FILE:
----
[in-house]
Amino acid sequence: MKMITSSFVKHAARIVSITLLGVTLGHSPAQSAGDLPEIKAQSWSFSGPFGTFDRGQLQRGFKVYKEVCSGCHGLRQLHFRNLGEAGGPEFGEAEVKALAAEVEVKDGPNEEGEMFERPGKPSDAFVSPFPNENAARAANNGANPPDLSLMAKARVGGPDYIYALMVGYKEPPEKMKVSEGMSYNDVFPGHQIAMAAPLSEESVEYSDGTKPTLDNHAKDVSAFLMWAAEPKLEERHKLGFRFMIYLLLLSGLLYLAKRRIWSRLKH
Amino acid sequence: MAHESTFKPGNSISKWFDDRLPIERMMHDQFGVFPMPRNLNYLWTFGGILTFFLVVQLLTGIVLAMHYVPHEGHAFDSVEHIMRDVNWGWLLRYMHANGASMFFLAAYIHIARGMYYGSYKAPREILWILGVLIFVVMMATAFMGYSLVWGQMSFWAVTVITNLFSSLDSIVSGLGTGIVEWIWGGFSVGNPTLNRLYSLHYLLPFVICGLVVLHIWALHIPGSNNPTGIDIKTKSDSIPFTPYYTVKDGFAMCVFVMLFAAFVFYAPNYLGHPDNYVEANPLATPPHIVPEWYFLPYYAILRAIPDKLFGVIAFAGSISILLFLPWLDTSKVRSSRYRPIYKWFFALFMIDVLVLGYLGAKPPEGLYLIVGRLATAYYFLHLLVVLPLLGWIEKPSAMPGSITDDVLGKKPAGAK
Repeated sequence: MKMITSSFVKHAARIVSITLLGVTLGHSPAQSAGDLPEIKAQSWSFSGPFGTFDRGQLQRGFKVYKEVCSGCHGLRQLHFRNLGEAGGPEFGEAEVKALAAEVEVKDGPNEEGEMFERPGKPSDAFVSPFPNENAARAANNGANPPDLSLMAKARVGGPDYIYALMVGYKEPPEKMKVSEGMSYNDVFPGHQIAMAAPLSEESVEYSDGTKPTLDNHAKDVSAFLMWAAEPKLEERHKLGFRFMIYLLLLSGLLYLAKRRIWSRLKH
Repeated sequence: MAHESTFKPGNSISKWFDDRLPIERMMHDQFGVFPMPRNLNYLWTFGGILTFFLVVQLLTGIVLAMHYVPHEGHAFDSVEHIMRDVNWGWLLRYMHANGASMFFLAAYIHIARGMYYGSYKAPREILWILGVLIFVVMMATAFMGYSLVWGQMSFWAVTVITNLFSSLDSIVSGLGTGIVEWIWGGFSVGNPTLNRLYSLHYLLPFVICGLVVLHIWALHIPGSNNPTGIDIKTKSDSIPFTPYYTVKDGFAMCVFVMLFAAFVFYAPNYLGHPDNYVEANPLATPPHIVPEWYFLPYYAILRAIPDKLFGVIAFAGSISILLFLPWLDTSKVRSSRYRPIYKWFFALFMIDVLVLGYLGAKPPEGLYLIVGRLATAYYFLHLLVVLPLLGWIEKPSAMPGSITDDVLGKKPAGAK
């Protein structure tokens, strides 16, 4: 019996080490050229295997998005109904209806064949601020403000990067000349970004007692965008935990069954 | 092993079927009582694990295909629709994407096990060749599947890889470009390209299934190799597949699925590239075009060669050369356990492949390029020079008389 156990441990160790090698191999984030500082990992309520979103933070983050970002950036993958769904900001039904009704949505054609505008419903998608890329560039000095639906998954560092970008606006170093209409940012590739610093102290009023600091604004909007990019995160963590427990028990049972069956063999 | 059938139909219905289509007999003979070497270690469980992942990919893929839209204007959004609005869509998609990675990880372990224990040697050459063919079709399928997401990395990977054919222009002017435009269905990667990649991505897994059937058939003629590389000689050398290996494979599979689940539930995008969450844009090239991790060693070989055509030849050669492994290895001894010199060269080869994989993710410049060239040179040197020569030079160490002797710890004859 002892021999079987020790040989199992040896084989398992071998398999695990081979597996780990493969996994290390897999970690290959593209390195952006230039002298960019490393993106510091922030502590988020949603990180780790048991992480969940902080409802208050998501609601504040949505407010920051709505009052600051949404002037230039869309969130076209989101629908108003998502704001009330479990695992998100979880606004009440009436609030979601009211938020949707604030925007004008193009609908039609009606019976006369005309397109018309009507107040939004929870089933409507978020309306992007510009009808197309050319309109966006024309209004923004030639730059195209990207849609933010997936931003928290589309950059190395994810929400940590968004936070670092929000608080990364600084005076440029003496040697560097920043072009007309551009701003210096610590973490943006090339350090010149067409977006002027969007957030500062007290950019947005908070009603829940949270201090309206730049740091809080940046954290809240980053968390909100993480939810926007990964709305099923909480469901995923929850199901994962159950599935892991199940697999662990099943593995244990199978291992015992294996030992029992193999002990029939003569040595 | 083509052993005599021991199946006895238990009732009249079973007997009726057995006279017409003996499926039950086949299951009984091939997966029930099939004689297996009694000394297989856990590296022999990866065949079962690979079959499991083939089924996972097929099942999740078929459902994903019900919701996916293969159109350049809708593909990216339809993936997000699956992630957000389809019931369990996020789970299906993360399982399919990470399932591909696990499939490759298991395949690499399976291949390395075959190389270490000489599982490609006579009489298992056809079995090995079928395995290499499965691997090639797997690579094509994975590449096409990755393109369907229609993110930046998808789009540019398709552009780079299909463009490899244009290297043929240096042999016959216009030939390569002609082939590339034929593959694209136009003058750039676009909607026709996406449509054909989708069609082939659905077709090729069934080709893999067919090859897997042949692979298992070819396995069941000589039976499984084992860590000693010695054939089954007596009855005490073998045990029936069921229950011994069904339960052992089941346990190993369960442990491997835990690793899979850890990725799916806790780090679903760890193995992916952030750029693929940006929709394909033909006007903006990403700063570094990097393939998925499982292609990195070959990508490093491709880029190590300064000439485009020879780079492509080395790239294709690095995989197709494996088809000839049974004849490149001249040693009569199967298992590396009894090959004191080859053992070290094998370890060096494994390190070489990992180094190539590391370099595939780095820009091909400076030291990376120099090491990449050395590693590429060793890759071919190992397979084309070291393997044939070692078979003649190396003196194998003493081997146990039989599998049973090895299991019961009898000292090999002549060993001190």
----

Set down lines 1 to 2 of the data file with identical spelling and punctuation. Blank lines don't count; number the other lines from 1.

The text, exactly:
[in-house]
Amino acid sequence: MKMITSSFVKHAARIVSITLLGVTLGHSPAQSAGDLPEIKAQSWSFSGPFGTFDRGQLQRGFKVYKEVCSGCHGLRQLHFRNLGEAGGPEFGEAEVKALAAEVEVKDGPNEEGEMFERPGKPSDAFVSPFPNENAARAANNGANPPDLSLMAKARVGGPDYIYALMVGYKEPPEKMKVSEGMSYNDVFPGHQIAMAAPLSEESVEYSDGTKPTLDNHAKDVSAFLMWAAEPKLEERHKLGFRFMIYLLLLSGLLYLAKRRIWSRLKH